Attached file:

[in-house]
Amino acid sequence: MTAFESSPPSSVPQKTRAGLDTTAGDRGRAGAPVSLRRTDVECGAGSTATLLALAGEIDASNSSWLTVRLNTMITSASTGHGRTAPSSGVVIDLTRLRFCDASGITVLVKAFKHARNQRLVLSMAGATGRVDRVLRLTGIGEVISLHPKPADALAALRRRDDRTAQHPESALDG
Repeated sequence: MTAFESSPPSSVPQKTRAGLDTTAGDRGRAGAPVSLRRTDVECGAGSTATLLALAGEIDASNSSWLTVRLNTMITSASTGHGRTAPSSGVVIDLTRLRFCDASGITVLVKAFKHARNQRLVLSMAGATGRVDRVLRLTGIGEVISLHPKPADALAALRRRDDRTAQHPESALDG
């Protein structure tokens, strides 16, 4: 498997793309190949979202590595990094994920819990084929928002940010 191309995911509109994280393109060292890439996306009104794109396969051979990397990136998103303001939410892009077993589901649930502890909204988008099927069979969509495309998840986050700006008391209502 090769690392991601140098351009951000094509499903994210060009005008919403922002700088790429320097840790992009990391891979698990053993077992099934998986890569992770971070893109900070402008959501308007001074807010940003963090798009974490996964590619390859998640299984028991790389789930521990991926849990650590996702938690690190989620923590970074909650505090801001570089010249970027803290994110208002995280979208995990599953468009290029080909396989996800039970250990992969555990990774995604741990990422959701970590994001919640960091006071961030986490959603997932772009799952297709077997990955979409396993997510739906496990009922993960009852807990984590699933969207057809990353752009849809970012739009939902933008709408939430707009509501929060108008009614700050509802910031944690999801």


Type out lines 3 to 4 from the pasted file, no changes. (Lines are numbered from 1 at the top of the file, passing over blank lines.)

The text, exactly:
Repeated sequence: MTAFESSPPSSVPQKTRAGLDTTAGDRGRAGAPVSLRRTDVECGAGSTATLLALAGEIDASNSSWLTVRLNTMITSASTGHGRTAPSSGVVIDLTRLRFCDASGITVLVKAFKHARNQRLVLSMAGATGRVDRVLRLTGIGEVISLHPKPADALAALRRRDDRTAQHPESALDG
């Protein structure tokens, strides 16, 4: 498997793309190949979202590595990094994920819990084929928002940010 191309995911509109994280393109060292890439996306009104794109396969051979990397990136998103303001939410892009077993589901649930502890909204988008099927069979969509495309998840986050700006008391209502 090769690392991601140098351009951000094509499903994210060009005008919403922002700088790429320097840790992009990391891979698990053993077992099934998986890569992770971070893109900070402008959501308007001074807010940003963090798009974490996964590619390859998640299984028991790389789930521990991926849990650590996702938690690190989620923590970074909650505090801001570089010249970027803290994110208002995280979208995990599953468009290029080909396989996800039970250990992969555990990774995604741990990422959701970590994001919640960091006071961030986490959603997932772009799952297709077997990955979409396993997510739906496990009922993960009852807990984590699933969207057809990353752009849809970012739009939902933008709408939430707009509501929060108008009614700050509802910031944690999801």